My computer has had a funny five minutes and sent me three emails this morning alerting me to the fact that some of you have made comments on posts, some even from last year! I have read them all and apologise if I had not replied at the time – I probably didn’t because there’s no option to Reply, only to Delete.
So, belatedly, I thank you all collectively, especially Barbara, Liz, Mark, Jackie, H Lu, No Name, Jemimah and Sri (and Anonymous) for your kind words, congratulations and blessings, and to Kenneth for your tip on managing my site that wasn’t displaying categories properly.
In particular I’d like to say:
To Barbara/Bee, I was so sorry to read your comment about your own circumstances, which has touched my heart, and I thank you for your very kind words. I sincerely hope that you have had more precious time with your family than your prognosis indicated. You are right – there is only time, and it is very precious. I make the most of every second with K, and will never take that time for granted.
One or two comments were critical, and I fully appreciate the points made.
Re. our ages, my parents are still here, and I sincerely hope that K will have us around for many more years yet. I’ve said this before, I know, but repeat it here: we are both fit, healthy and active. We still manage our allotment; she comes with us and there are other babies on the site. As she grows so will they; their parents and we are going to give our children part of the allotment so that they can learn to grow their own things. It is a healthy pastime, growing healthy food in the fresh air. She also has two young cousins who adore her, and a baby the same age next door to play with.
Since giving birth I have lost not only my pregnancy weight but nearly a stone on my pre-pregnancy weight, and am much healthier than I was before. I can ‘run around after her’ with no trouble as she crawls through the house. We have a garden and parks nearby and when she can walk, run and play we’ll be walking, running and playing with her.
I have never moped about the house in my dressing gown groaning that I’ve had no sleep, and not got bothered to get dressed all day because I’m so tired and have no energy. I’m not tired and, if anything, have even more energy than I used to have. I’m always up and about in the mornings and when R leaves for work I’m washed and dressed and downstairs eating breakfast with K. I’m positive that I must have more stamina than someone half my age.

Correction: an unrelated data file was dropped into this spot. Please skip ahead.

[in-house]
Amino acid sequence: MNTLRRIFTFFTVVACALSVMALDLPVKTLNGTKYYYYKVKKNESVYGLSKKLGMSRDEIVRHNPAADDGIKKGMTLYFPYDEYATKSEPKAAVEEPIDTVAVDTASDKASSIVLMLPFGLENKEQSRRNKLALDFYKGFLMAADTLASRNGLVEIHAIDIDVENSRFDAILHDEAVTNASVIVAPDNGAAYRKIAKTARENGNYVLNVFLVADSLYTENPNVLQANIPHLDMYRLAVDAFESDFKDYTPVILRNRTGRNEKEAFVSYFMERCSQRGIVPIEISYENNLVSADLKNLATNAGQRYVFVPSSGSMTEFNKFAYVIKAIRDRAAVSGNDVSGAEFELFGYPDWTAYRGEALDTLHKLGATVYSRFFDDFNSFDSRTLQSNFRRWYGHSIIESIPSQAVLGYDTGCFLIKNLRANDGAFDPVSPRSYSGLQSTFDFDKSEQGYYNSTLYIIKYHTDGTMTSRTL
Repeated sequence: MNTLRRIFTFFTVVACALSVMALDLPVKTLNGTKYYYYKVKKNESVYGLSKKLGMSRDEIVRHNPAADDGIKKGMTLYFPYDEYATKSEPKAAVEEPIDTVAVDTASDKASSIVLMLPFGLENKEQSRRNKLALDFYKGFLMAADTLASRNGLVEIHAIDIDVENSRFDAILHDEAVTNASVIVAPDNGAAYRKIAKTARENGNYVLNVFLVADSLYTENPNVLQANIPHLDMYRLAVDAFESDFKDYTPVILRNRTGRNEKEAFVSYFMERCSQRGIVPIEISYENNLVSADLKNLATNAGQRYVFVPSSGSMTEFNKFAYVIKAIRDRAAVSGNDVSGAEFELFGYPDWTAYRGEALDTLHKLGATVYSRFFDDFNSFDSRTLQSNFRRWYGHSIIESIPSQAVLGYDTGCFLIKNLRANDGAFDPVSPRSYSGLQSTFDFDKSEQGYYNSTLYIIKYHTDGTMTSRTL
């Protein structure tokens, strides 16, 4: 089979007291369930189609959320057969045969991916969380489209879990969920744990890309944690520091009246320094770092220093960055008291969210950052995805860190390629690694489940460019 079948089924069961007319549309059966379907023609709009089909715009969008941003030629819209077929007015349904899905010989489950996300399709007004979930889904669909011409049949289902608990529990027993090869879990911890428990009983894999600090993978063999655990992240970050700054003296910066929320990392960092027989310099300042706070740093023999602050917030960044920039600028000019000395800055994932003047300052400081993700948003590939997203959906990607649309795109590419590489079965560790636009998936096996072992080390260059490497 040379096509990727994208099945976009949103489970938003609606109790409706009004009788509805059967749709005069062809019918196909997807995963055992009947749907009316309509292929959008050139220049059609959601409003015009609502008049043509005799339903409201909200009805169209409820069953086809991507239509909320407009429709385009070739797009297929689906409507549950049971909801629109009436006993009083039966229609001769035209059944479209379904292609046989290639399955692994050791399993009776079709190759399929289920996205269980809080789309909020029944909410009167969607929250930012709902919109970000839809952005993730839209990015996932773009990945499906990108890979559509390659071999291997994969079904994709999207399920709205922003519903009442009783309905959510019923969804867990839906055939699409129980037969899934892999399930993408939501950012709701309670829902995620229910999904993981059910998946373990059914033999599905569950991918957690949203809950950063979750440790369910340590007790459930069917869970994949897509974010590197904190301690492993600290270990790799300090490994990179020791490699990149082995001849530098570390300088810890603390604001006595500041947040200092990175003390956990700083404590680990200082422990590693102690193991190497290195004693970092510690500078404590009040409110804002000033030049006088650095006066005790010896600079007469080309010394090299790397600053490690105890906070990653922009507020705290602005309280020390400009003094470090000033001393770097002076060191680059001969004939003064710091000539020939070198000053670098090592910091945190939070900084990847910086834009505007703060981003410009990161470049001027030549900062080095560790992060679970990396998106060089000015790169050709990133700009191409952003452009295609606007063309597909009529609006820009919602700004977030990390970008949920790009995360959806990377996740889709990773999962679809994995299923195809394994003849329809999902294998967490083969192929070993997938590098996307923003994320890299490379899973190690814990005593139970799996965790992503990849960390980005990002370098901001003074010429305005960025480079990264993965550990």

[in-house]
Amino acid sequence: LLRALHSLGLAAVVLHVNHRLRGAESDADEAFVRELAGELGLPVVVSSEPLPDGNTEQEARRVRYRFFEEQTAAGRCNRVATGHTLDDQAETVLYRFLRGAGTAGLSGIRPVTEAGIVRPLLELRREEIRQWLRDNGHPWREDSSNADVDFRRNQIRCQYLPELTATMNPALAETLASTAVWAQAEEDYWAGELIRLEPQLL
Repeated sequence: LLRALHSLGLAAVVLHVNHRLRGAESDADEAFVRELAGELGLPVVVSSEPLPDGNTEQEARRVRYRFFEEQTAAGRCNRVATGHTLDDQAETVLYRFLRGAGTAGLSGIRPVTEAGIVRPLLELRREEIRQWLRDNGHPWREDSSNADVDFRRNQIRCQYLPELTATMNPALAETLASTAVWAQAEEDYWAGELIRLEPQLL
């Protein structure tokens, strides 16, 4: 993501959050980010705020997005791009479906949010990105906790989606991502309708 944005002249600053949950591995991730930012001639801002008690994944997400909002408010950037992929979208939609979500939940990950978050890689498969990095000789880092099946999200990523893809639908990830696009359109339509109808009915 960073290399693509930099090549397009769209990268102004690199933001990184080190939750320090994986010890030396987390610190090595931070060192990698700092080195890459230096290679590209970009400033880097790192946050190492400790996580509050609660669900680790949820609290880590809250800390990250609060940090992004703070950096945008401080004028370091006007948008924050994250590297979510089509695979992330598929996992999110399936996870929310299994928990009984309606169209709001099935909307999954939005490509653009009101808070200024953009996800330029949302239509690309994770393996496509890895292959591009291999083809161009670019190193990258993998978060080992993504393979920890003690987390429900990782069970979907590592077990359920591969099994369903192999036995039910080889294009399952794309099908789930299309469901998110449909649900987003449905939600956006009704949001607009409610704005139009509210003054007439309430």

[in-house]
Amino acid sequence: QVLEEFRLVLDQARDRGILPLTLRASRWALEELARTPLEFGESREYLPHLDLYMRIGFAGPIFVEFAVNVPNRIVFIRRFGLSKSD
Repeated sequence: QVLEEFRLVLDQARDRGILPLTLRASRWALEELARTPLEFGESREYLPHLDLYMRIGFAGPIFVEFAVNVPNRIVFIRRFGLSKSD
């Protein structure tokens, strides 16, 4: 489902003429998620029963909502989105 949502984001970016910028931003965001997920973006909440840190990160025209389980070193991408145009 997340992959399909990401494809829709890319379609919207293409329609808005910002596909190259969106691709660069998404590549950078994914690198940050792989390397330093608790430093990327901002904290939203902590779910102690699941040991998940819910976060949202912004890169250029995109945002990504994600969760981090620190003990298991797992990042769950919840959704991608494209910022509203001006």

Having said all that, though, I’m also sure that when I was 25 I too would have said that 55 was too old – but when you reach that age, you might realise that maybe it isn’t! Mind you, I still wish that I’d had a baby in my 20s.
Yes it was a long hard road, but in the end has been worth everything. We’re just a normal couple who hoped to have children like other people; we didn’t seek publicity and didn’t want to advertise and have the whole world know about our private heartache. But sometimes Life won’t let you just hide in the background; sometimes it makes you do things that you’d never dream of doing otherwise.
When I was 17 and at college one of my classmates found me knitting a winter hat in the lunch break. He was off out to the pub with his mates. As he passed good, shy little me sitting there quietly on my own with my sandwiches and knitting he paused, shook his head and looked amused. "One of these days, Linda". he said, "you’re going to break out of your shell and shock the world!" I managed a smile but didn’t believe him. But he was right, wasn’t he? I’ve recalled that incident more than once over the last few years.
I truly believe that we were meant to go through everything we went through because we weren’t meant to have A baby – we were meant to have THIS baby. And she could only be in the world because of the circumstances that led up to her birth. I look at her and realise that if I’d been lucky like everyone else and had a baby earlier, K would have been denied the chance to ever exist. And I watch her laughing and exploring and discovering and loving life, and being excited to see birds and butterflies, smelling flowers, finding new tastes, playing with toys, turning pages of books with deep concentration, loving to stroke the cats, cuddling her bears and holding her arms out for a cuddle, snuggling her face into my neck, her squeak of joy when she hears Daddy come home, the look of pleasure on her face as she eats strawberries … and I realise that she was meant to be in this world, enjoying it and loving it as she does. And I think that the world was meant to have her in it.
Not only that, but I know that we have recruited more donors because of our experiences, and so there might well be other babies in this world, giving joy to other couples, who would otherwise not have been here. Only last week someone read about us and contacted me to say that they were inspired to donate eggs and asked me how they might do so.
We have been accused (elsewhere, not here) of commercialising the process of having a baby because our story has appeared in the press. I don’t want to make a big thing of this but we didn’t want to be plastered all over the media and certainly didn’t do this to make money out of her! And not everyone pays for your story – most of them have read the bare facts from a press statement, and in some cases taken great liberties with the truth, I have to say – but where we were paid we donated the money to the maternity unit where K was born. They have bought equipment in her name that will help many other babies for years to come.
I am so grateful to our donor, and privileged to be a Mother to such a wonderful little girl. She might not have us for as long as many people have their parents, but all her life she will know just how much she was wanted, and how much she is loved. Not everybody can say that.
I’d do it all again tomorrow with no hesitation.